Book and Media Reviews

Given its popularity, Wing Chun Kung Fu has become the subject of countless books, videos, and movies. Note that these are personal opinions, which may be different from yours or anyone else.


Wing Chun Kung Fu
James Yimm Lee, edited by Bruce Lee, 1989

Although Bruce Lee did not complete his training in the Wing Chun system, his superior intelligence allowed him to grasp, expand, and convey the essential meaning of the art. This book, written by Bruce Lee's student, James Yimm Lee, is (in my opinion ) a wonderful introduction into the basic concepts underlying Wing Chun's fighting approach. The footwork, kicks, and applications presented in the last section of the book will probably spur some debate among Wing Chun enthusiasts. Pictures are good and easy to understand.

Complete Wing Chun: the Definitive Guide to Wing Chun's History and Traditions
Rene Ritchie, et al, 1998

The authors of the book still lament the use of "Complete" in the title, especially since their original title apparently tried to avoid any broad, all-encompassing language to indicate completeness. What this book does offer is a very interesting look into the many families of Wing Chun out there, how they train, and their origins; in the end, it draws convincing conclusions as to the evolution of the art. Pictures and illustrations serve their intended purpose of giving an idea of "what is out there."

Yuan Kay San Wing Chun
Rene Ritchie, 1999

While Grandmaster Yip Man's lineage remains the most common in the world, other families have in recent years gained more recognition. A contemporary of Yip Man, Yuan Kay San mastered a different version of Wing Chun, with its own flavor. This book details the history, methods, and applications of this lineage. Pictures illustrate techniques and ideas concisely and effectively.

Wing Chun Kung Fu, 3 volumes
Joseph W. Smith, 1992

A controversial work in the Wing Chun world, this 3 volume series has its merits and drawbacks. The author attempts to explain Wing Chun in a scientific manner, and can give a reader already versed in the style a better idea as such. However, since the photographs are often unclear, and the science is scattered in and out, a beginner might get hopelessly lost. Further, while someone who has a good foundation of Wing Chun can appreciate the unorthodox approach, a beginner may lose out on some of the fundamental ideas behind the forms. The writing style is rather dry, reading more like a sociological or scientific paper. The author also presents a fusion of Wing Chun, White Crane, and Muay Thai as a "complete" style, which he calls "Sun Tzu Kuen." Named after the great General of ancient times, I thought that was a rather arrogant name?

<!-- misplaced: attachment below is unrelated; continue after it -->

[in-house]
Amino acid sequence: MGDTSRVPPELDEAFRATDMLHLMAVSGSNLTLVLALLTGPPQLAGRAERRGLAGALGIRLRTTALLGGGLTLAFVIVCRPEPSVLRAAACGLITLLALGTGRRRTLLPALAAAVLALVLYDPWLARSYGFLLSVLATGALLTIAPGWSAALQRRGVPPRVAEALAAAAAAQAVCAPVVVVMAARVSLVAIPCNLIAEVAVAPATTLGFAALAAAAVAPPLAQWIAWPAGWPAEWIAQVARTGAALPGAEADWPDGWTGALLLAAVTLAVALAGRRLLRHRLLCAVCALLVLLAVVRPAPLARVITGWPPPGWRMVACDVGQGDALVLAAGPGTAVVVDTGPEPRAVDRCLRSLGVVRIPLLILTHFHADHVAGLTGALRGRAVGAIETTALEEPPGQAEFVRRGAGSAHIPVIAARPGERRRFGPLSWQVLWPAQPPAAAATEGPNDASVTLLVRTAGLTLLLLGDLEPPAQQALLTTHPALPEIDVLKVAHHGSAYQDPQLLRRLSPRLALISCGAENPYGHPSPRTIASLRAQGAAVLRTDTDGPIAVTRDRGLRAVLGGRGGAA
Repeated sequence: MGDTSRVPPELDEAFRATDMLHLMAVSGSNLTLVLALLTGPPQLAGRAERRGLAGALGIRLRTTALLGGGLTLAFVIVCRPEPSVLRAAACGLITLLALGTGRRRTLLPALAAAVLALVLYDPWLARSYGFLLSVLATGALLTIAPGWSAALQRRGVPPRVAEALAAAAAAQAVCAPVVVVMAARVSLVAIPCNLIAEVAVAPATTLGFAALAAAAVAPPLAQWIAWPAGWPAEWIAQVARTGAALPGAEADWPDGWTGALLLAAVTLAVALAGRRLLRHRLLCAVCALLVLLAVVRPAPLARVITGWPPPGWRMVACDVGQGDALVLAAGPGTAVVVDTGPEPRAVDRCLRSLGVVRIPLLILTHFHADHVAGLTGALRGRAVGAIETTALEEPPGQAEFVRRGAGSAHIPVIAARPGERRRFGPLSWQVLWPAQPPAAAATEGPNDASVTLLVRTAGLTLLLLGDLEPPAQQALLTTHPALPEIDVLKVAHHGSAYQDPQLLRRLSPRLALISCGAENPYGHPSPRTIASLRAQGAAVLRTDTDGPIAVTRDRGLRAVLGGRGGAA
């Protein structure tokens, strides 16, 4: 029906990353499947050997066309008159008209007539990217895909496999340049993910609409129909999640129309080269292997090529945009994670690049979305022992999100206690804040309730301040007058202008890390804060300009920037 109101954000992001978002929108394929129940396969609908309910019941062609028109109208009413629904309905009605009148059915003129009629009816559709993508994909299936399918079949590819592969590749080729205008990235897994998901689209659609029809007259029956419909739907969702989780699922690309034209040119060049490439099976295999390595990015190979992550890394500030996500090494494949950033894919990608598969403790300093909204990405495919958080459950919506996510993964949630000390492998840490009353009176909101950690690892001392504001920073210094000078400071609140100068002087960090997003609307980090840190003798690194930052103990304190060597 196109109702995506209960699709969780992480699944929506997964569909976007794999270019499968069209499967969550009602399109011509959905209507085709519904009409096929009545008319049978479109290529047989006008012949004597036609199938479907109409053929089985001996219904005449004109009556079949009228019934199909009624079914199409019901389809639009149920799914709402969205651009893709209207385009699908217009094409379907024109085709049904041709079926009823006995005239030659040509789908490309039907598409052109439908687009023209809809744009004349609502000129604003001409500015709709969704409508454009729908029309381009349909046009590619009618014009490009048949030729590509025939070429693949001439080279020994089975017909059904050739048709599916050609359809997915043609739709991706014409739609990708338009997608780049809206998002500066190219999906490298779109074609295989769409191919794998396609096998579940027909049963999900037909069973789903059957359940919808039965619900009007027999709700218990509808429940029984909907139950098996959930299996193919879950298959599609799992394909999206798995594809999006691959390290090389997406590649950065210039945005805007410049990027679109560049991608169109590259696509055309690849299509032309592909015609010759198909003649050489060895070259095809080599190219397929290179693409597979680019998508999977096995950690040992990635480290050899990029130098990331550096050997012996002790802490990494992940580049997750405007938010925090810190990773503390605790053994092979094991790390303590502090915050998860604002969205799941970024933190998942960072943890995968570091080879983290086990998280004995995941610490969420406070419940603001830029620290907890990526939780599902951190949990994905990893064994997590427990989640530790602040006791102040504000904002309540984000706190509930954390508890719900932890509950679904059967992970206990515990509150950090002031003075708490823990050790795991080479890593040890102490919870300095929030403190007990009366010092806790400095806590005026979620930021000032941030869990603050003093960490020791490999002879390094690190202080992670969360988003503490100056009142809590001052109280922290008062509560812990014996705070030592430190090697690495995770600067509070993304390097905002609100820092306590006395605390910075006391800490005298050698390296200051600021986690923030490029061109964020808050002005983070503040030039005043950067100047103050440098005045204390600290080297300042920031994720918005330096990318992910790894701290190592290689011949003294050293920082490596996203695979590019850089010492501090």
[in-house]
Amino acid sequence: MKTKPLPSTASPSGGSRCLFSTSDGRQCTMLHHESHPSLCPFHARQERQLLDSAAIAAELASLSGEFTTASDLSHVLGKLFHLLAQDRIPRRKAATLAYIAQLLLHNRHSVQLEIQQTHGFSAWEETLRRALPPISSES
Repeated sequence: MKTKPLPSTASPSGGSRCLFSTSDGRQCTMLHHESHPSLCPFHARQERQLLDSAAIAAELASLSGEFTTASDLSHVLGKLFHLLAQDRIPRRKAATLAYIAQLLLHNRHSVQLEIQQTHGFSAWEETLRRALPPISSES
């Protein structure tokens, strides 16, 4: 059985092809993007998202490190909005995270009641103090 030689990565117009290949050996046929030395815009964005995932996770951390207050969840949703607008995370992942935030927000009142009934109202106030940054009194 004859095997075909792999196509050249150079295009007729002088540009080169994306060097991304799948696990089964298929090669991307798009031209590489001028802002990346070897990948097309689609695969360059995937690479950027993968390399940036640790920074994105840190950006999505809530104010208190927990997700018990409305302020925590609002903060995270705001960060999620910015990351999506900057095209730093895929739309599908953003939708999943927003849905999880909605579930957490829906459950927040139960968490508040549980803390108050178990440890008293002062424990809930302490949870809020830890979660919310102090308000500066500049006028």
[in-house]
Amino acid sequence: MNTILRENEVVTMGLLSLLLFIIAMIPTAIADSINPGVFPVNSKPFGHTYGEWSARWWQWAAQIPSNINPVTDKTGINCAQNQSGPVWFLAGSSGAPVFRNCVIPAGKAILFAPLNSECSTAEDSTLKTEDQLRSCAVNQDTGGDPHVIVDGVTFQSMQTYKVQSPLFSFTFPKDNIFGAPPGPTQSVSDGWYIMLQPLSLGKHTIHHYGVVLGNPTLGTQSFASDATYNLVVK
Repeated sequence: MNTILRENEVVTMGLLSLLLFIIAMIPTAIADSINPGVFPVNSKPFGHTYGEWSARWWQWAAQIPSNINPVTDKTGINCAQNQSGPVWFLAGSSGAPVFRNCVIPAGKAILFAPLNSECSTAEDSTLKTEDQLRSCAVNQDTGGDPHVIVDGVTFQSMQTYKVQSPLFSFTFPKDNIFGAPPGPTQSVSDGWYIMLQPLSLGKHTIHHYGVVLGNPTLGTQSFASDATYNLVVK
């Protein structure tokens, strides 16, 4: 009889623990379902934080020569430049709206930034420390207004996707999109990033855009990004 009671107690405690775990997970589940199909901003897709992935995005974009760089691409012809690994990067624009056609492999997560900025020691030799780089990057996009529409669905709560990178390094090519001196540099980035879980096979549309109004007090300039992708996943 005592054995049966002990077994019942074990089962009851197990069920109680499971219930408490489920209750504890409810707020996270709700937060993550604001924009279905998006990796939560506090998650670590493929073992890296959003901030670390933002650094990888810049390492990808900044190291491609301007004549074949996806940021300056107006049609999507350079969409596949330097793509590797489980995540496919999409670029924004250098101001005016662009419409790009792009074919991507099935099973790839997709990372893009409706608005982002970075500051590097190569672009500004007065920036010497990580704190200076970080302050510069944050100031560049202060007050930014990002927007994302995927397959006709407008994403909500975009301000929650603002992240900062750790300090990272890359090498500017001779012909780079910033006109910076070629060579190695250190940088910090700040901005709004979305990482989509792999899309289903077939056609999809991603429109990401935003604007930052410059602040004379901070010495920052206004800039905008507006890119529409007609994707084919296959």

100th Anniversary of Yip Man
Edited by the Ving Tsun Athletic Association

Containing varying articles from several different prominent Wing Chun practitioners, this book is actually a hodgepodge of essays ostensibly arranged under certain themes. A reader can find a lot of great gems among the articles, if he can get past the poor English editing (and frequent mistranslations from Chinese). Also, with several accounts and ideas that contradict one another, you can see that how, even within a single lineage, people's interpretation of Wing Chun can be different.

Wing Chun Martial Arts
Yip Chun with Danny Conner

Written by Yip Man's first son, this book has some helpful views of chi sao practice.

Wing Tsun Kuen
Leung Ting

The Bible of Leung Ting's own Wing Tsun organization, this book offers a great overall view of Wing Chun, as well as some wonderful self-promotion as well. Leung Ting is something of a controversial figure, with some of Yip Man's students claiming that he never studied with the Grandmaster. I don't know for sure, but no matter what, the book is well-done. Given that Leung Ting's has the largest martial arts organization in the world, he must be doing something right. Pictures are well done, and demonstration of the first two forms and their applications are quite extensive. This book also has the best presentation of chi sao that I have seen in a book. Great for a beginner.

Dynamic Wing Tsun
Leung Ting

This book provides a systematic introduction to fighting drills. Given the wide range of teaching approaches, this book may or may not be helpful for your own training regimen. If your style leaves all weight on the back foot, then you may find it very useful. Otherwise, it will probably be difficult to work it into the way you practice. But then, maybe it might convince you to change your footwork.

108 Wing Tsun Wooden Dummy Techniques
Forward by Leung Ting and Yip Chun, demonstrated by Yip Man

Great reference book for those who know or are learning the dummy form. Yip Man's son Yip Chun presents a story of Yip Man which differs from an earlier story he penned. Also, because some of the original pictures were lost, Yip Chun fills in the gaps; you can really tell from the pictures that there is a significant skill difference between father and son! The applications of the dummy are very direct, taken move for move, an approach which my own Sifu would disagree with.

Introduction to Wing Chun
By Kawamura Yousou